Distribution v. Marketing

I was chatting with a friend yesterday. I realized that, despite being at the cutting edge, he seemed to misunderstand what I was working on. The good old "forest for the trees" problem. I was talking to him about setting him up on the RapOuts platform (RapOuts is a client I work for) to promote a documentary he is producing.


He kept referencing one aspect of his event as being "where RapOuts could help" – namely spreading the word about the selection and user voting process of his event. He didn’t seem to see much long-term benefit past helping him spread this idea – in short, he was thinking like a marketer. I wanted him to use this push to create a communications channel that he could use indefinitely to talk directly to the people who care about his message, to make sure that the next time he wanted to push an idea, he didn’t have to recreate all the legwork. I wanted him to think of himself as building a distribution channel for his own needs.


In trying to bridge our disconnect, I made a distinction between thinking like a marketer and thinking like a distributor. Heads up, I’m going to use a very narrow definition of distributor in this article – a definition coined by European culture – ‘Any natural or legal person, including a retailer, who only stores and places on the market for third parties.’


What’s the difference between distribution and marketing? Marketers take an idea and spread it far and wide. Distributors build a channel that they control and that is used to connect things to people. That’s pretty esoteric, so here’s an example. Joe dons his distributor hat and builds a series of billboards up and down highway 280 from San Jose to San Francisco. He wants to sell a service, namely advertising on the billboards, so he switches his role from distributor to marketer and designs a message to sell his service. He uses his own billboards (distribution channel) to advertise his service by putting up an "advertise here, Call Joe @ 415.555.5555? ad (marketing). The companies that call Joe and eventually rent his billboards to promote their goods and services are all marketers.


It seems like a mundane distinction, but it’s an important one for the independents. The current technological revolution, mixed with ample competition, is forcing people to get out of specialization and take responsibility for their success in many avenues. Here are some examples in classic ‘Willis Quick List" fashion:


Willis Quick List #1 – So you don’t agree that specialization is dying?


Tim Ferriss wrote "The 4-hour Work Week" and despite his status as a first time author secured an awesome publishing house. He also took a very active role in supporting the book after he wrote it, and thanks in part to his marketing ability the book became a #1 New York Times Best-Seller. Don’t take my word for it, read his post which says all his success came from "learning how to spread a meme."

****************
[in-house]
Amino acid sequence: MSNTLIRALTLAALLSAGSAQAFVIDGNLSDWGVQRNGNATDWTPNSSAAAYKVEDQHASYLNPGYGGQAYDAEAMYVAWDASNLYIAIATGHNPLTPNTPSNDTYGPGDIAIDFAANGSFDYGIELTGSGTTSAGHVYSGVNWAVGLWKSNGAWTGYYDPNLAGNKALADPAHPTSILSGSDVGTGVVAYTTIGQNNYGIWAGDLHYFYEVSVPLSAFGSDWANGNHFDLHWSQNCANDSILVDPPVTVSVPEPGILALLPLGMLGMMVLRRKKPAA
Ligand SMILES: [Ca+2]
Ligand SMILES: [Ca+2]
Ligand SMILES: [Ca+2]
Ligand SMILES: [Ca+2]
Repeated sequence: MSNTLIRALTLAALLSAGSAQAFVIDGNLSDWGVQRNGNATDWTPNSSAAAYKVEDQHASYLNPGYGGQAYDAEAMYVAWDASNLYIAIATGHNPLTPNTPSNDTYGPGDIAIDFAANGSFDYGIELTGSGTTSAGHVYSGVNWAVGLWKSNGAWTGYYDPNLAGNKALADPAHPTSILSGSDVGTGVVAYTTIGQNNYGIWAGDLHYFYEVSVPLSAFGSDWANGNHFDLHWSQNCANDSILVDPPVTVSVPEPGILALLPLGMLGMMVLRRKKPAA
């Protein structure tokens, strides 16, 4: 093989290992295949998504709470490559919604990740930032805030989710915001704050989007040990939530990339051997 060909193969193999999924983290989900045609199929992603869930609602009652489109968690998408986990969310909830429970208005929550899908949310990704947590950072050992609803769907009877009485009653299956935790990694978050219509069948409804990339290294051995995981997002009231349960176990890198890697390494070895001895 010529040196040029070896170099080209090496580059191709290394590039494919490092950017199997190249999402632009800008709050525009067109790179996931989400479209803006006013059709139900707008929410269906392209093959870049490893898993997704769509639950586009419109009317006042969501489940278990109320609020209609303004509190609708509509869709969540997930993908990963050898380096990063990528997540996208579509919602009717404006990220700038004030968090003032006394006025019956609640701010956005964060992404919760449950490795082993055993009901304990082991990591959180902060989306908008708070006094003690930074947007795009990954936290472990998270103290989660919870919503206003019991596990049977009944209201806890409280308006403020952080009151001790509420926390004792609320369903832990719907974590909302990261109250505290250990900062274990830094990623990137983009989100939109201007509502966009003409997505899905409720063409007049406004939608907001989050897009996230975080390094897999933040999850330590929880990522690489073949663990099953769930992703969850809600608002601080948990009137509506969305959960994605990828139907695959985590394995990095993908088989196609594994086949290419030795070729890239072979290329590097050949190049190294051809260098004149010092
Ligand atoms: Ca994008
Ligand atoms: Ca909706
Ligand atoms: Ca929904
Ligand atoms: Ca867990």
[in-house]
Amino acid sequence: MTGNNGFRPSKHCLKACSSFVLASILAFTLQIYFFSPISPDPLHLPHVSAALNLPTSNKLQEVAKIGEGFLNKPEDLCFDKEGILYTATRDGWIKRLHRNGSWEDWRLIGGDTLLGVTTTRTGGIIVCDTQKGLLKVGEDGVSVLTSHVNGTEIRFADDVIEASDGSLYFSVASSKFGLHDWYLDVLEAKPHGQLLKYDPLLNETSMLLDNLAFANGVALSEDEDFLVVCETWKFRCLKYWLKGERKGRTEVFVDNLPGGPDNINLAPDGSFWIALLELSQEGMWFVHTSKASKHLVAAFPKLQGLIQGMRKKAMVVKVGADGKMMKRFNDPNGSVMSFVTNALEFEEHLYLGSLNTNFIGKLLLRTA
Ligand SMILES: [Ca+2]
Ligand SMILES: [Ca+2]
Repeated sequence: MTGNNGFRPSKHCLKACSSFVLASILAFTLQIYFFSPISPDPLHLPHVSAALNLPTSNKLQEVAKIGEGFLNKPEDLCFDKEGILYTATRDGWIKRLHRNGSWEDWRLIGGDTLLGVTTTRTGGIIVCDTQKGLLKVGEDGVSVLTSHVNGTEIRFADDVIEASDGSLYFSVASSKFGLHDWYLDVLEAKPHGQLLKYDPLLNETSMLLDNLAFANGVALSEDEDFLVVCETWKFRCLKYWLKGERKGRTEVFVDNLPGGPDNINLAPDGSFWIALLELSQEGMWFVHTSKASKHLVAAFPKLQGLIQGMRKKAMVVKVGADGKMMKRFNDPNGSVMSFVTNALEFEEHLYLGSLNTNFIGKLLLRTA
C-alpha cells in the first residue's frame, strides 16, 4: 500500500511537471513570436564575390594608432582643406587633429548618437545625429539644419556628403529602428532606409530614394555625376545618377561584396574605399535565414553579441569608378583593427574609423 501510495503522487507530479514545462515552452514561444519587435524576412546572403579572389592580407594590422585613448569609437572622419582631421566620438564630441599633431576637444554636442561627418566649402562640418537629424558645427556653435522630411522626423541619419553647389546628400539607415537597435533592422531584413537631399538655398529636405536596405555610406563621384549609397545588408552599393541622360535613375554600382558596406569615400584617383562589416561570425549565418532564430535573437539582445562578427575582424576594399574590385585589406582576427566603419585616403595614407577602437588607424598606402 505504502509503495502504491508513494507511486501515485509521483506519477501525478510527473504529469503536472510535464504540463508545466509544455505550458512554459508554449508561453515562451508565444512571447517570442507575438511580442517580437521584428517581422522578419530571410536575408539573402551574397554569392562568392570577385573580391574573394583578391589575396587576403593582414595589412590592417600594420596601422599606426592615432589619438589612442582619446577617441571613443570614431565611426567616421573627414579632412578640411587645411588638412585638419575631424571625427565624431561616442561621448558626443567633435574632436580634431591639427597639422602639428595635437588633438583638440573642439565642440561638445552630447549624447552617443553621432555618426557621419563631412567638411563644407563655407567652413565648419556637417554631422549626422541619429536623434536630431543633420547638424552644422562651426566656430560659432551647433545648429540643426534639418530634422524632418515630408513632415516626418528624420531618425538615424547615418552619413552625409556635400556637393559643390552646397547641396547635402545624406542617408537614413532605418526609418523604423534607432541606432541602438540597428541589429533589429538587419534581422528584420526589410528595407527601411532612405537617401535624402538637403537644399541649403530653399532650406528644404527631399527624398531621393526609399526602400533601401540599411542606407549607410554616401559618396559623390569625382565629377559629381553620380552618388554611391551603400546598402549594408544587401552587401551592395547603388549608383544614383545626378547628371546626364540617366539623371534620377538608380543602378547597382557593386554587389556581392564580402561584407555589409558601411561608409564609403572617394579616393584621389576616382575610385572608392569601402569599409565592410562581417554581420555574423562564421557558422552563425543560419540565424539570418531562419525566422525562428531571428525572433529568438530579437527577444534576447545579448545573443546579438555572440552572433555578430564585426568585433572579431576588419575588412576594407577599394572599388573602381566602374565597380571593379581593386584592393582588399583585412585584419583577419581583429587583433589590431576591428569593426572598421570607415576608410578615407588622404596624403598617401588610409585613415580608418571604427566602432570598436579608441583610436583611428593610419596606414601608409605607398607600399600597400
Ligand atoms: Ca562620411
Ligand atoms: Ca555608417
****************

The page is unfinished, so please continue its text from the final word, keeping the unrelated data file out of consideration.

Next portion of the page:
\nWallstrip, an internet video show about the stock market, sold to CBS 9 months after it was created for 5 million dollars. I’ve heard Howard Lindzon (the creator) say that the interesting thing was how agile his team had to be. It wasn’t like a television studio with very rigidly defined jobs, with only 3 staff members – everyone was responsible for doing whatever was necessary. CBS has said they acquired Wallstrip because they understood how to make an internet show popular – not because of the content.
\nMovies like Four-Eye Monsters, are pioneering digital marketing in hopes of standing out from the crowd. And they are succeeding.
\nSo in this day in age, let me tell you what’s become easier than ever: building a distribution channel. Your website is a distribution channel. Your blog, Facebook Group, Youtube Channel, Myspace Page, Email List, Tumbler page, and Twitter account are all small distribution channels. At it’s core, a distribution channel is an communications connection. Now, my point is, the little guy used to have to don a marketer hat and convince one of the bouncers guarding the distribution channel that he should be allowed in. We are now seeing great empowerment for the little guy to learn about these distribution channels and go create them. Would you rather own your distribution channel, a direct line to people you know care about you and what you have to say, or rent another person’s channel?


Let’s try and sit in my friend’s shoes. He’s going to be putting on an event, promoting the heck out of it, selecting winners, making a film of the behind the scenes experience and finally trying to get his film picked up (either by a big distribution house or self-distributed). There are at least 4 very large marketing pushes he’s going to have to do for this (getting contestants, selecting winners, profiling the winner, marketing his film). By using RapOuts to get people engaged around the first goal, he gets awareness around getting contestants. When the time comes around to select winners, odds are that most of the people who cared about selecting the contestants will also care about who wins. Having established the distribution channel to these individuals once before – he can simply change the messaging without having to rebuild the platform or start from scratch. In RapOuts, that means he changes his video and the actions he’d like people to take. To go back to my simplistic analogy, it’s like taking down an ad from a billboard and putting up a new image.


Think like a distributor and you avoid the high costs (time and/or $) of using another’s distribution channel.


This is a working idea, and may include imperfect or wrong information because of my bias, incomplete thinking, or mental drudgery. I welcome any and all comments both affirming and challenging these ideas.


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